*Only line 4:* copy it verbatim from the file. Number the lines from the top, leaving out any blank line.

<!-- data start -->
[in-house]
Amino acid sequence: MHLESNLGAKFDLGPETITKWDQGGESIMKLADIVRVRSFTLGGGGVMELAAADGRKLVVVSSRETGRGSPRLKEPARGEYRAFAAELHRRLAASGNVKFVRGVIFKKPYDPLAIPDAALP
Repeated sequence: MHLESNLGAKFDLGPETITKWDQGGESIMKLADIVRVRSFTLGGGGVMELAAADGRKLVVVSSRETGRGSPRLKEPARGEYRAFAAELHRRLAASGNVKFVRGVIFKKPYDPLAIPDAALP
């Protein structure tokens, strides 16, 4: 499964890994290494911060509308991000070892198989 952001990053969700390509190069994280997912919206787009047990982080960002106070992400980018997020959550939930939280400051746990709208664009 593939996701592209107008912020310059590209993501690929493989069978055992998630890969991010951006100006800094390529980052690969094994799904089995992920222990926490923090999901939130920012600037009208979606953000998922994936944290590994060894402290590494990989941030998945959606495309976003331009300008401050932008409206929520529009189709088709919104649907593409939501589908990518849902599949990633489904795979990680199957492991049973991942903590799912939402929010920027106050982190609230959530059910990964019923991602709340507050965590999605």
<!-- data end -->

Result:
């Protein structure tokens, strides 16, 4: 499964890994290494911060509308991000070892198989 952001990053969700390509190069994280997912919206787009047990982080960002106070992400980018997020959550939930939280400051746990709208664009 593939996701592209107008912020310059590209993501690929493989069978055992998630890969991010951006100006800094390529980052690969094994799904089995992920222990926490923090999901939130920012600037009208979606953000998922994936944290590994060894402290590494990989941030998945959606495309976003331009300008401050932008409206929520529009189709088709919104649907593409939501589908990518849902599949990633489904795979990680199957492991049973991942903590799912939402929010920027106050982190609230959530059910990964019923991602709340507050965590999605």